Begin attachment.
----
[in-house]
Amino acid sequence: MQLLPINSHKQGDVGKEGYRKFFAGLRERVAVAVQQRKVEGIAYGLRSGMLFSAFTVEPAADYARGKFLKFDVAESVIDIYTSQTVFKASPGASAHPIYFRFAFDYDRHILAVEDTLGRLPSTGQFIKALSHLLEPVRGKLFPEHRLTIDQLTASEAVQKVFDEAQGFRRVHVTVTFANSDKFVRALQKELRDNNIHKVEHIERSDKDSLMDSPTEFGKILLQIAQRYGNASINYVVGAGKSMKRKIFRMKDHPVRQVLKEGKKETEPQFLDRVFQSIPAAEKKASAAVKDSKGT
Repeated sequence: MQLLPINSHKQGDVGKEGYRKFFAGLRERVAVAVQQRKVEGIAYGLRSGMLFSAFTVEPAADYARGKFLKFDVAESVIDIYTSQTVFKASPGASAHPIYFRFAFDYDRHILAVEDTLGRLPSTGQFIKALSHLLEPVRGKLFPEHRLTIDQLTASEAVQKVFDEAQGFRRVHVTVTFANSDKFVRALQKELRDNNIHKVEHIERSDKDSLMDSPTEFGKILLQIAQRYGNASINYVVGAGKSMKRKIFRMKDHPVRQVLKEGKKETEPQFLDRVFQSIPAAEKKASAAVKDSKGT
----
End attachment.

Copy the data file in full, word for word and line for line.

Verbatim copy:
[in-house]
Amino acid sequence: MQLLPINSHKQGDVGKEGYRKFFAGLRERVAVAVQQRKVEGIAYGLRSGMLFSAFTVEPAADYARGKFLKFDVAESVIDIYTSQTVFKASPGASAHPIYFRFAFDYDRHILAVEDTLGRLPSTGQFIKALSHLLEPVRGKLFPEHRLTIDQLTASEAVQKVFDEAQGFRRVHVTVTFANSDKFVRALQKELRDNNIHKVEHIERSDKDSLMDSPTEFGKILLQIAQRYGNASINYVVGAGKSMKRKIFRMKDHPVRQVLKEGKKETEPQFLDRVFQSIPAAEKKASAAVKDSKGT
Repeated sequence: MQLLPINSHKQGDVGKEGYRKFFAGLRERVAVAVQQRKVEGIAYGLRSGMLFSAFTVEPAADYARGKFLKFDVAESVIDIYTSQTVFKASPGASAHPIYFRFAFDYDRHILAVEDTLGRLPSTGQFIKALSHLLEPVRGKLFPEHRLTIDQLTASEAVQKVFDEAQGFRRVHVTVTFANSDKFVRALQKELRDNNIHKVEHIERSDKDSLMDSPTEFGKILLQIAQRYGNASINYVVGAGKSMKRKIFRMKDHPVRQVLKEGKKETEPQFLDRVFQSIPAAEKKASAAVKDSKGT